Akhavan-Sepahi M, Sharifian M, Mohkam M, Vafadar M, Hejazi S. Biochemical risk factors for stone formation in healthy school children. Acta Med Iran. 2012;50:814.

Sepahi MA, Heidari A, Shajari A. Clinical manifestations and etiology of renal stones in children less than 14 years age. Saudi J Kidney Dis Transpl. 2010;21:181.

SHARIFIAN M, HATAMIAN B, DALIRANI R, AGHASI P, AKHAVAN SM. Evaluation of response to treatment with polycitra-K in urolithiasis of children. JQUMS. 2011.

Benzerara K, Menguy N, Guyot F, Dominici C, Gillet P. Nanobacteria-like calcite single crystals at the surface of the Tataouine meteorite. Proc Natl Acad Sci U S A. 2003;100:7438-42.

Akerman K, Kuronen I, Kajander E. Scanning electron microscopy of nanobacteria-novel biofilm producing organisms in blood. Scanning. 1993;15:90-1.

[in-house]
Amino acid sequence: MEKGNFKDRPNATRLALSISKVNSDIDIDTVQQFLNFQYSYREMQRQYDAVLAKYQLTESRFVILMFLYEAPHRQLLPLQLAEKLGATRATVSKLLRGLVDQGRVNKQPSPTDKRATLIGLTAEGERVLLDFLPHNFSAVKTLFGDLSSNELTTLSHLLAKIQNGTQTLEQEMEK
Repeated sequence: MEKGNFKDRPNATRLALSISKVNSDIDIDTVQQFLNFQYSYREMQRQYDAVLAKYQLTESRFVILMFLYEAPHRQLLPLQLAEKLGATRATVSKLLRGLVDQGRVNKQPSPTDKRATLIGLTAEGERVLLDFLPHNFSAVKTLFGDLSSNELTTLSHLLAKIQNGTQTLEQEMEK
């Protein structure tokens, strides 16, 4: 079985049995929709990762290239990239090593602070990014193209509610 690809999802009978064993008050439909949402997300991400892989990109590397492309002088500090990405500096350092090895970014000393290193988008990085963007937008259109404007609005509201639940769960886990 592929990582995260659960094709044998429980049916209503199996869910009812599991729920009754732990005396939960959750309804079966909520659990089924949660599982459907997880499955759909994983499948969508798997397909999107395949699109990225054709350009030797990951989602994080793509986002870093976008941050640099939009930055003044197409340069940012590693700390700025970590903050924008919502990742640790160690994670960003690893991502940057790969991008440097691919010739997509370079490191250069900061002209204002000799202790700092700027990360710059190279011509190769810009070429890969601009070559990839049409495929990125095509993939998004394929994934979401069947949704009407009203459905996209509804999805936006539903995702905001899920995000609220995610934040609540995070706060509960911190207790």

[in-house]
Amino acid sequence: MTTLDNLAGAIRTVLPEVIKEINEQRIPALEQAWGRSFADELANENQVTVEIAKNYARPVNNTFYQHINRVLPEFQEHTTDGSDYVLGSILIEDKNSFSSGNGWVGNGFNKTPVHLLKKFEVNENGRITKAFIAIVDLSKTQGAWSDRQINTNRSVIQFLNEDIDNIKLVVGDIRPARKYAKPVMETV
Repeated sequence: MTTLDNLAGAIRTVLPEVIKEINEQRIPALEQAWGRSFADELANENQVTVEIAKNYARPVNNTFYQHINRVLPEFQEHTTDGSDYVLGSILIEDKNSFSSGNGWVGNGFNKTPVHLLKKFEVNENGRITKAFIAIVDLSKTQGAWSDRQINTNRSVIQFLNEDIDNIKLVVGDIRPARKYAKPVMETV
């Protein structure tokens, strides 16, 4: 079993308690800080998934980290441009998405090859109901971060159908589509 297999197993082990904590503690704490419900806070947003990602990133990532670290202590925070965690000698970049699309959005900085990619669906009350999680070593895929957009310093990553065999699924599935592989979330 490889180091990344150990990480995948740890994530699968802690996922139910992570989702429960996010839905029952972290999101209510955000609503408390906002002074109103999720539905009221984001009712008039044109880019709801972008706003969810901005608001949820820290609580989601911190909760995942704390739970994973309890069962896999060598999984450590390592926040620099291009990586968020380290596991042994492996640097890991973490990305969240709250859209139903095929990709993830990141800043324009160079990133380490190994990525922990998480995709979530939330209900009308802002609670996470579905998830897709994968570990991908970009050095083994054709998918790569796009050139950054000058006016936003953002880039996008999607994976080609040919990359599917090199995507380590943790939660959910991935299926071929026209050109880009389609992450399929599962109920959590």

Ciftcioglu N, Bjorklund M, Kuorikoski K, Bergstrom K, Kajander EO. Nanobacteria: an infectious cause for kidney stone formation. Kidney Int. 1999;56:1893-8.

Kajander EO, Ciftcioglu N, Miller-Hjelle MA, Hjelle JT. Nanobacteria: controversial pathogens in nephrolithiasis and polycystic kidney disease. Curr Opin Nephrol Hypertens. 2001;10:445-52.

Raoult D, Drancourt M, Azza S, et al. Nanobacteria are mineralo fetuin complexes. PLoS Pathog. 2008;4:e41.

Bjorklund M, Ciftcioglu N, Kajander EO. Extraordinary survival of nanobacteria under extreme conditions. Paper presented at: SPIE's International Symposium on Optical Science, Engineering, and Instrumentation, 1998.